Beads with oligo(dT) were used to isolate poly(A) mRNA after total RNA was collected. Fragmentation buffer was used to cleave mRNA into short fragments. Taking these short fragments as templates, random hexamer primers were used to synthesize the first-strand cDNA. Second-strand cDNA was synthesized using buffer, dNTPs, RNase H and DNA polymerase I. Short fragments were purified with QiaQuick PCR extraction kit and resolved with EB buffer for end reparation and poly(A) addition. The short fragments were then ligated with sequencing adaptors. Agarose gel electrophoresis was used to select fragments suitable for amplification with PCR. The templated beads from each sample were deposited on two quadrants of a slide. Massively parallel ligation sequencing was carried out using IlluminaHiSeq™ 2000 instruments at the Beijing Genomics Institute following the manufacturer’s instructions. Each sequencing run produced approximately 50 million paired end reads where each mate was 90 bp in length.

Gene and exon expression analysis

Whole transcriptome sequencing reads were aligned against the GRCh37 human reference genome using Tophat version 2.0.4 [28]. The number of overlapping reads was calculated for all exons and then for all genes annotated in Ensembl 67. Gene expression values were normalized across samples using median-of-ratios normalization. In this normalization method, expression profiles are normalized by calculating an expression ratio between two samples for every gene (or exon), and then taking the median of those ratios. All gene expression values are then multiplied by the median-of-ratios. Only genes covered by 500 or more total reads were used in calculating the median-of-ratios.

Fusion gene detection

To achieve robust results, fusion gene discovery was performed using two different strategies [29]. In the first strategy, we applied the ChimeraScan fusion gene detection software by Iyer et al. to the raw FASTQ format sequencing data [30]. ChimeraScan used Bowtie 0.12.8 for read alignment [31]. Anchor length was set to 25 bp. One nucleotide mismatch was allowed in the initial alignments and in the alignment of discordant reads. Fusion gene candidates with less than 20 spanning reads were filtered out in order to focus the analysis on strongly expressed fusion genes.

The second strategy was to use an unpublished in-house fusion detection algorithm called Breakfast to validate the ChimeraScan results and to search for fusion genes where the fusion junction did not occur on an exon-exon junction, but instead disrupted an exon. The Breakfast algorithm operates on aligned SAM files, and therefore we first aligned whole transcriptome sequencing reads against the GRCh37 human reference genome using Tophat version 2.0.4 [28]. Breakfast searched the alignment data for discordant read pairs and unaligned individual mates. For discordant read pairs, we required the mates to be at least one megabase apart. The alignment quality of both mates in a discordant pair was required to be above 15 (phred). Next, individual unaligned mates were split into two 25 bp anchors that were extracted from both ends of each 90 bp mate. The 25 bp anchors were then re-aligned against the GRCh37 human reference genome using Bowtie 0.12.8 [31], and the resulting alignments were searched for evidence of discordantly aligned anchor pairs. Breakfast then constructs clusters of evidence for chromosomal rearrangements using both discordant read pairs and anchor pairs. To achieve this, the discordant read pairs were reoriented to be in forward-forward orientation. To produce the final list of rearrangement candidates, we filtered out any rearrangements that were not supported by at least 1 paired read and 3 anchor pairs, or by at least 10 anchor pairs.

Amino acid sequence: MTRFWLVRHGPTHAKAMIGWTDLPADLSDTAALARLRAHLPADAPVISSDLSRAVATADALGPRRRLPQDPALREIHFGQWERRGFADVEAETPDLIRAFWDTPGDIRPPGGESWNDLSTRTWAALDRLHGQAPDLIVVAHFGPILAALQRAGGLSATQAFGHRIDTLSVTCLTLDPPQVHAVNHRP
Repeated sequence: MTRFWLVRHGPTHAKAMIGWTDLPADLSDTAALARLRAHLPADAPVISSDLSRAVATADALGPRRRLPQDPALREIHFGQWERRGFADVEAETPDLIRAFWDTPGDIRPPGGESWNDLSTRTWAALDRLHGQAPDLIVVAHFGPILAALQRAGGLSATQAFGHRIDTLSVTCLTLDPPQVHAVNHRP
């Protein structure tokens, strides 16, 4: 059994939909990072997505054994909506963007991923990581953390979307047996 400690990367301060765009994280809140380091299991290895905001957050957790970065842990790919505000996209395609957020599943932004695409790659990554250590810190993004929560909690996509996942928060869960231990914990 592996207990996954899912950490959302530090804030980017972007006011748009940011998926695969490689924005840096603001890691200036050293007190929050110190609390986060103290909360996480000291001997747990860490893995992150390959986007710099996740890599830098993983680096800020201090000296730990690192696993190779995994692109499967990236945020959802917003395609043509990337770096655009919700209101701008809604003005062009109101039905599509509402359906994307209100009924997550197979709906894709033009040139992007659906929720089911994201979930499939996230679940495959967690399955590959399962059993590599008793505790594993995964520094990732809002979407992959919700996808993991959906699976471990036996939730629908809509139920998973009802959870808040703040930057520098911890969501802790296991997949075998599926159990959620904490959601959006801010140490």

RT-PCR and sanger sequencing

Fusion genes were validated using RT-PCR amplification of fusion gene breakpoints of chimeric cDNA and Sanger sequencing. The PCR reactions were 10 min at 95°C; 30°Cycles of 30’sec at 95°C, 30’sec at 58-62°C and 30’sec at 72°C and finally 10 min at 72°C. Complementary to the RNA quality control in the RNA-seq and to control the RT-PCR system, primers of β-actin gene were also designed to amplify β-actin simultaneously with fusion gene RT-PCR.

Fluorescence in situ hybridization of fusion genes